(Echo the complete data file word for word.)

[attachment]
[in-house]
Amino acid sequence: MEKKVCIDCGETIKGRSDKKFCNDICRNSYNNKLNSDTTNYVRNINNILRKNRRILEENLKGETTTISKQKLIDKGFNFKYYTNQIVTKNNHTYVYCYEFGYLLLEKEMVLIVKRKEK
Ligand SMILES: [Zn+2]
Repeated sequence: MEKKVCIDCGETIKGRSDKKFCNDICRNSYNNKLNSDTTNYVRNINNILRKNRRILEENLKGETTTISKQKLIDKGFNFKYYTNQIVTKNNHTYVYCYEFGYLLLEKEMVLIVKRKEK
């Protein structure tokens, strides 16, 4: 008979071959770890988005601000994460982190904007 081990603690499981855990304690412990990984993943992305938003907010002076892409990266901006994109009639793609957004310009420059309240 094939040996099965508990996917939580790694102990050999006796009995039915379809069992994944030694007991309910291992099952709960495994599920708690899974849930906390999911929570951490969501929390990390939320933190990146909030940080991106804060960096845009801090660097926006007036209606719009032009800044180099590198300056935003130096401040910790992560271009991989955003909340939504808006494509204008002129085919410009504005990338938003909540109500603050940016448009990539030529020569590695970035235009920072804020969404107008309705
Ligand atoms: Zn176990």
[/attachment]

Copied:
[in-house]
Amino acid sequence: MEKKVCIDCGETIKGRSDKKFCNDICRNSYNNKLNSDTTNYVRNINNILRKNRRILEENLKGETTTISKQKLIDKGFNFKYYTNQIVTKNNHTYVYCYEFGYLLLEKEMVLIVKRKEK
Ligand SMILES: [Zn+2]
Repeated sequence: MEKKVCIDCGETIKGRSDKKFCNDICRNSYNNKLNSDTTNYVRNINNILRKNRRILEENLKGETTTISKQKLIDKGFNFKYYTNQIVTKNNHTYVYCYEFGYLLLEKEMVLIVKRKEK
């Protein structure tokens, strides 16, 4: 008979071959770890988005601000994460982190904007 081990603690499981855990304690412990990984993943992305938003907010002076892409990266901006994109009639793609957004310009420059309240 094939040996099965508990996917939580790694102990050999006796009995039915379809069992994944030694007991309910291992099952709960495994599920708690899974849930906390999911929570951490969501929390990390939320933190990146909030940080991106804060960096845009801090660097926006007036209606719009032009800044180099590198300056935003130096401040910790992560271009991989955003909340939504808006494509204008002129085919410009504005990338938003909540109500603050940016448009990539030529020569590695970035235009920072804020969404107008309705
Ligand atoms: Zn176990």